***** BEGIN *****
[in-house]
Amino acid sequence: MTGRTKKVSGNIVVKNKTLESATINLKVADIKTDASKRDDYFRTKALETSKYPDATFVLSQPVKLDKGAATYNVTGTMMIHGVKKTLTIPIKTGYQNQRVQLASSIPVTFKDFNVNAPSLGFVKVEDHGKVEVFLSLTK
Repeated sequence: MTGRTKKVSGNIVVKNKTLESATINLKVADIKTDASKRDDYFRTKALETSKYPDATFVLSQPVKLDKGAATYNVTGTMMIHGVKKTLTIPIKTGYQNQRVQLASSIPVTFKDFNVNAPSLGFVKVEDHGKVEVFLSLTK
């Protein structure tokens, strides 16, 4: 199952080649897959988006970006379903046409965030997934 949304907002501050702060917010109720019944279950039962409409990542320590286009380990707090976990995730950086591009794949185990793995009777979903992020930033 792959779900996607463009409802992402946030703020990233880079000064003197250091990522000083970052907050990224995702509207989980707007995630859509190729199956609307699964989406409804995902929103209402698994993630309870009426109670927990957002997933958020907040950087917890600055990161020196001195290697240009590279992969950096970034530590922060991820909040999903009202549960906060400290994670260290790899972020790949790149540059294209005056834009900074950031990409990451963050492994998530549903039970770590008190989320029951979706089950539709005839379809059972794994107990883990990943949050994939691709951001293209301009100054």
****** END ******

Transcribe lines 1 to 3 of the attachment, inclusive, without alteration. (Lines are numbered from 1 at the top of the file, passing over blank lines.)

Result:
[in-house]
Amino acid sequence: MTGRTKKVSGNIVVKNKTLESATINLKVADIKTDASKRDDYFRTKALETSKYPDATFVLSQPVKLDKGAATYNVTGTMMIHGVKKTLTIPIKTGYQNQRVQLASSIPVTFKDFNVNAPSLGFVKVEDHGKVEVFLSLTK
Repeated sequence: MTGRTKKVSGNIVVKNKTLESATINLKVADIKTDASKRDDYFRTKALETSKYPDATFVLSQPVKLDKGAATYNVTGTMMIHGVKKTLTIPIKTGYQNQRVQLASSIPVTFKDFNVNAPSLGFVKVEDHGKVEVFLSLTK